I met James on Facebook via some mutual friend in 2012. He was not sharing much of his writings on his timeline but his monochrome photographs were so utterly gorgeous they could draw anyone to explore more. His visits to India and the magnificent photos were the connecting dots and with time our friendship grew stronger. We did have our fights, disagreements, arguments but in the end what emerged was a stronger bond. There is an immense love and respect I have for him not just for being my guide and publisher but also for being such a selfless, caring confidante and friend. He has listened to me and lifted me out of some of the darkest periods of my struggle. Listening is a dying art and not once he made me feel uncomfortable. He has a big role to play in my personal growth too.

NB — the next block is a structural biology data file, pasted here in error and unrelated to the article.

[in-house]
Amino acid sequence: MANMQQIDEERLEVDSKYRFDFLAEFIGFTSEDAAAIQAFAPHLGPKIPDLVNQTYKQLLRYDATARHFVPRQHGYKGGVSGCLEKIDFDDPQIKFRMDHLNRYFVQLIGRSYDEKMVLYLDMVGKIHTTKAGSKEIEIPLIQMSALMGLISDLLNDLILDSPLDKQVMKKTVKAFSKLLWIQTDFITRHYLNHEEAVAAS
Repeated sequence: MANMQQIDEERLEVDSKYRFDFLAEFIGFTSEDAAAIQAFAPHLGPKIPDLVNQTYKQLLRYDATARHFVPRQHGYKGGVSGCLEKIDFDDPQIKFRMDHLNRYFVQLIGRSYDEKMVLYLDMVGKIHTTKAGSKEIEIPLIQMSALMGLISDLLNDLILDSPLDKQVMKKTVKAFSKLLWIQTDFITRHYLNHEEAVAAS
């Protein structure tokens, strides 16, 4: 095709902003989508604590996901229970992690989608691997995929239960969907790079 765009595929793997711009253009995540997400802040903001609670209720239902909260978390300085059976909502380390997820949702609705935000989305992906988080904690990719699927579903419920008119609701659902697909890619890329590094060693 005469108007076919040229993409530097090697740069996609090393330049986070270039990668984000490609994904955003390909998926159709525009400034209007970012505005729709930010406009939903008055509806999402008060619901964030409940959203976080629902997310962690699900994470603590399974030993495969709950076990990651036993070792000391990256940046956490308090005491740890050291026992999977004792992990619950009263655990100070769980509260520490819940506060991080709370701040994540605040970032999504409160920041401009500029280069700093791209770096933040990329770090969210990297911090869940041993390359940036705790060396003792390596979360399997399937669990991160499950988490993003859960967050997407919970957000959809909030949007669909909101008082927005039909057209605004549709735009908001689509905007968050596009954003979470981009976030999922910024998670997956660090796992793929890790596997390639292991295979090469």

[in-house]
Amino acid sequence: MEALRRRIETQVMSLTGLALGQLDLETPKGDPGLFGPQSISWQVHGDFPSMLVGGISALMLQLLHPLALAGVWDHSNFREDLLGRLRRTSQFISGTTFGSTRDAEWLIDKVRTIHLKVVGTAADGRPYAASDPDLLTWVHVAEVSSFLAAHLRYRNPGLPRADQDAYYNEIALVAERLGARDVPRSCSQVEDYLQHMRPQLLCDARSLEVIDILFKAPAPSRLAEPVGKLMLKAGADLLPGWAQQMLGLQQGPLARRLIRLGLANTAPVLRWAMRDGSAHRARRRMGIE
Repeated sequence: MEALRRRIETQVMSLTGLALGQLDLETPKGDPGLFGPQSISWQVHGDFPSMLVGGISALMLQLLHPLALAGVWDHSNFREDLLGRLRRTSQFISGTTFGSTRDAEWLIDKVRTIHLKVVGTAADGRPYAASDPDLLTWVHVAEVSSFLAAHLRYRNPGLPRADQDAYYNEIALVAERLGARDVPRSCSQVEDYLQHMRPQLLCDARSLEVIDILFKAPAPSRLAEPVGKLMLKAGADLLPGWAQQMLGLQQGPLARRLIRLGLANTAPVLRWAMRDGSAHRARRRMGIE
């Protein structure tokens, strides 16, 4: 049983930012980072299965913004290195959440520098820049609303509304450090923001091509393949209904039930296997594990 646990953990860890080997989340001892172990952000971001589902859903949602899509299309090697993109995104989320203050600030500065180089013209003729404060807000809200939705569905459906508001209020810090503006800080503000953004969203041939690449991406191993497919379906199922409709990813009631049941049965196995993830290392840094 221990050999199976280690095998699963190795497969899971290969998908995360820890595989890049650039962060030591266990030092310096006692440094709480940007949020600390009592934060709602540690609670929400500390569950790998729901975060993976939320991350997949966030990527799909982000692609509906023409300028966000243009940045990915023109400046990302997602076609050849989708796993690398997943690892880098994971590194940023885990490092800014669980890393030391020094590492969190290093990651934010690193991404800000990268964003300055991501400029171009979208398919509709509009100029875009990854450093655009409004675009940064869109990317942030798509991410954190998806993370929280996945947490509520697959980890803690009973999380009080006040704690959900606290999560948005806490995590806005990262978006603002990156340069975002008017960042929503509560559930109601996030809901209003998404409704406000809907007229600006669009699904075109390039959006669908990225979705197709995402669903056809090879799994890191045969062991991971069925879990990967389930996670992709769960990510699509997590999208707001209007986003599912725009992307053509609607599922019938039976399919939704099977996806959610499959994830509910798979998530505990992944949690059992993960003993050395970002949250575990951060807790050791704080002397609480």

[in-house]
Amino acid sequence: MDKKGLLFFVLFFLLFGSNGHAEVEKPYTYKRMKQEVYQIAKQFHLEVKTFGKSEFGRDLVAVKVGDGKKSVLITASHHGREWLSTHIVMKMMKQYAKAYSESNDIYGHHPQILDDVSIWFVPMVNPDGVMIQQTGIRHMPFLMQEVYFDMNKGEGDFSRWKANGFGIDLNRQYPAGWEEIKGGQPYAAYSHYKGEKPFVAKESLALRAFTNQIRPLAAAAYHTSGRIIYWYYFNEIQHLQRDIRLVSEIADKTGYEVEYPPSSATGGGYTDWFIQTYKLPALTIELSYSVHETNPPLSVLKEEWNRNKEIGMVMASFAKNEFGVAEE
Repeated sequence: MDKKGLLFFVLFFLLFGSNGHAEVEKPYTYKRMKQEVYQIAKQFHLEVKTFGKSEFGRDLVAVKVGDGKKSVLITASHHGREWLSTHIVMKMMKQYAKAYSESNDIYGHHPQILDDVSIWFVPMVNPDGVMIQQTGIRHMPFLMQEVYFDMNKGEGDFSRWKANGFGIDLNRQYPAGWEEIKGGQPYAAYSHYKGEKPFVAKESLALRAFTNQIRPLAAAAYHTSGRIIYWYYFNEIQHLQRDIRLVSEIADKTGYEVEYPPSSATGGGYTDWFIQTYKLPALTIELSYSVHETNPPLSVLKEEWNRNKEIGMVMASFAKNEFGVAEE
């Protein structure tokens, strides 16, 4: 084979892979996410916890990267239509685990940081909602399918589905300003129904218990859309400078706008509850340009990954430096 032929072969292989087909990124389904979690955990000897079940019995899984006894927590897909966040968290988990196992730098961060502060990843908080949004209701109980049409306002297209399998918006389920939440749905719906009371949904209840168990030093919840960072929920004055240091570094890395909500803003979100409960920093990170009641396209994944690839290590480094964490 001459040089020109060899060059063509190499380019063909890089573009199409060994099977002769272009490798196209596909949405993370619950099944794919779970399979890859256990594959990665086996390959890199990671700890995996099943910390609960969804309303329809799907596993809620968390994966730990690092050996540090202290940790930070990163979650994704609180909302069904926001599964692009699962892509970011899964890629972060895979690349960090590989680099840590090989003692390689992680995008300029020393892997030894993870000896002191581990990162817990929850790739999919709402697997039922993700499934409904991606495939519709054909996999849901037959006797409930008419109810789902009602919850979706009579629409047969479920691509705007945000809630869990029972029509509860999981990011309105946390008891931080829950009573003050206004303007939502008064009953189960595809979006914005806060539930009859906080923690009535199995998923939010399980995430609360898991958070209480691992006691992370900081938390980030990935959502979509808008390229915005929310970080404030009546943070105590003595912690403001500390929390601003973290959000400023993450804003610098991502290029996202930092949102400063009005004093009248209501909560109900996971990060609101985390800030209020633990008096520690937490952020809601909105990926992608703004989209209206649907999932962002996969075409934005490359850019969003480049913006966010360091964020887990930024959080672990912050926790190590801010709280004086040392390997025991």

James’s gracious presence, life experience and unbiased attitude continues to fill me with the energy I need as I battle my personal issues. Over the period of time he introduced me to other genres, writers, helped me polish my writing. Not just poetry but fiction too. I was also fascinated by his extensive travels in India, Middle East and Europe that he undertook in pursuit of photographs of ordinary people and interesting places. Here was a guy so talented and creative with great sense of humor and passion for life ready to help me with all he had. I felt blessed. As he began to share short stories, ditties, poems  or “little pieces” as he called them I realized what a brilliant writer he was. each of us were hooked to every word he wrote and waited with baited breath for the next one to be posted on his timeline on FB. A little birdie told me his interest in Science Fiction began at the age of twelve. Writing good stuff comes so effortlessly to him.